" [Ann Musser] 'and her husband are also repeated offenders'" - Holyoke City Clerk Brenna McGee to Reason Magazine
In her inteview with the Springfield Republican, Brenna McGee concluded her justifications by bragging about the number of pet owners she has incarcerated while enforcing Holyoke's draconian licensing policy:
McGee said Holyoke has roughly 3,400 dog licensed issued annually. The city dog officer ends up issuing tickets to 300 to 400 dog owners who fail to renew on time, and roughly half of those remain unpaid and are sent to district court.
Hundreds of people are being hauled into court - many through the issue of warrants and inevitably jailed - over licenses for dogs in the City of Holyoke.
The Republican went on to identify several other cities throught Massachusetts that are jailing pet owners over pet license fees.
Wilbraham Town Clerk Beverly Litchfield said she has been town clerk for 20 years, and for many years has been sending warrants to court after people are six months late on their dog license fees.
In some cities, like Wilbraham, the dog licensing fees pay for the animal control officer. In other cities, like Holyoke, when a case goes to the District Court the Clerk's office is able to retain additional fees and fines that are assessed. In either case, the conflicts of interest are readily apparent. The more people fined and arrested, the more money that clerks and animal control offices can stuff into their budgets. Arrangements like these have sparked outrage even when the individuals targetted have been investigated for actual crimes, as in the recent controversy surrounding civl asset forfeiture. That this racket targets people whose only crime is owning a pet only serves to magnify the injustice.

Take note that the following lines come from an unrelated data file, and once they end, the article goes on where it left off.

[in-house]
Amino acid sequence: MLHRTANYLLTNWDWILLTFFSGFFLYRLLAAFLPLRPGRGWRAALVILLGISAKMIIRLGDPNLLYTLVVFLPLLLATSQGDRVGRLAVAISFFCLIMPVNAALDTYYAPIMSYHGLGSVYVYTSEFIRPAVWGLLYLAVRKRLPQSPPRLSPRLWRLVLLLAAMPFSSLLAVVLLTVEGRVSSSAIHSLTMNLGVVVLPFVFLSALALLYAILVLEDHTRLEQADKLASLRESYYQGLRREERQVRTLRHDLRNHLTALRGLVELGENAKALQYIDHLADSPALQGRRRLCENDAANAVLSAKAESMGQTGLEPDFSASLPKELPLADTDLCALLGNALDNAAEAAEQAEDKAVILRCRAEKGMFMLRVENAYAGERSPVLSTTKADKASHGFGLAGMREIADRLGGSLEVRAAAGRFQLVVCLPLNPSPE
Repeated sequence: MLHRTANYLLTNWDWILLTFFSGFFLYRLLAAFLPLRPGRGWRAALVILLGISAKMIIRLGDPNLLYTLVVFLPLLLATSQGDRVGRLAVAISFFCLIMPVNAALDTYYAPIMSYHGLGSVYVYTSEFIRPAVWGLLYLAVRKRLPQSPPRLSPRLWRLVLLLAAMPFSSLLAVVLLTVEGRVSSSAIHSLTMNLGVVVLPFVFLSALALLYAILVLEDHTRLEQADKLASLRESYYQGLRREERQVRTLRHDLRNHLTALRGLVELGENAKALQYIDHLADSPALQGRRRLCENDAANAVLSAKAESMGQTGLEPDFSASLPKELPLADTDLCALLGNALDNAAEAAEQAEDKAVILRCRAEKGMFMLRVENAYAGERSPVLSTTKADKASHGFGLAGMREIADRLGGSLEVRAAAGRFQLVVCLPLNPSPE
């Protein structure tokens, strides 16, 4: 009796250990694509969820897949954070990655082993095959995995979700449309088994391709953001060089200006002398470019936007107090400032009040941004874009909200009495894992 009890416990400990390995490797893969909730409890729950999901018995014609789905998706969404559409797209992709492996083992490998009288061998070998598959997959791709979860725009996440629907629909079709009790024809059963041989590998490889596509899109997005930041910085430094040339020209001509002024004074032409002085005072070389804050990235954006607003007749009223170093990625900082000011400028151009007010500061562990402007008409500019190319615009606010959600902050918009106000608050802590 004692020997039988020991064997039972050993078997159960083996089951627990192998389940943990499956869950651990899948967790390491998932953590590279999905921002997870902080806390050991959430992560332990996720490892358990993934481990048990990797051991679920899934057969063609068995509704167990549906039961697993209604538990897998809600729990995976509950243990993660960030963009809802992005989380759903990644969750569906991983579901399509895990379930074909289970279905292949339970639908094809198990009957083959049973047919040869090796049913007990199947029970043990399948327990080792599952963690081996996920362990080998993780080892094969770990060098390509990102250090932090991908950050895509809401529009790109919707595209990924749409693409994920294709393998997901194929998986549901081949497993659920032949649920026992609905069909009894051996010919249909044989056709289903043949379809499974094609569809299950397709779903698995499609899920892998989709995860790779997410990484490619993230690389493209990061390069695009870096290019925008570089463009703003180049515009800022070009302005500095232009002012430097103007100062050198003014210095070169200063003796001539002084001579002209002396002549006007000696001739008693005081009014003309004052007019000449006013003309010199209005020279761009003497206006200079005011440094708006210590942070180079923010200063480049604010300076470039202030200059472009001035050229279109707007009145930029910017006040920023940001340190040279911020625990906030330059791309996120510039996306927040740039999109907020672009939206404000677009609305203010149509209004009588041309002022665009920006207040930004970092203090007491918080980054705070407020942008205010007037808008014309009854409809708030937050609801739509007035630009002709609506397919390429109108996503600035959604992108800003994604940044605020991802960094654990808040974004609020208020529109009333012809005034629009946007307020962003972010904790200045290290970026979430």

Yet another mom who was arrested in front of her children over a dog license, Sylvia Boffett, spoke truth to power to the Daily Hampshire Gazette:
“You start desensitizing the public by arresting people for minor infractions like that.” - Sylvia Boffett, on her arrest over a lapsed dog license to the Daily Hampshire Gazette
Arbitrary and aggregious law enforcement has continued to hurt pets and their families. While the dog licensing schemes and the cruel and unusual detentions that follow from them may seem apart from our mission at the Puppycide Database Project, the Kafkaesque situations that Sylvia Boffett, Becky Rehr and Ann Musser were forced into by their city officials and police will strike victims of puppycide as earily familiar: the indifference to suffering, the escalation of innocuous issues using violence and intimidation, the unflinching refusal by officials to apologize or admit fault. The killings of dogs and the arbitrary detention of their owners is part of a larger pattern of abuse. A solution to either problem would necessarily address both by securing the rights of pets and their owners to life and liberty.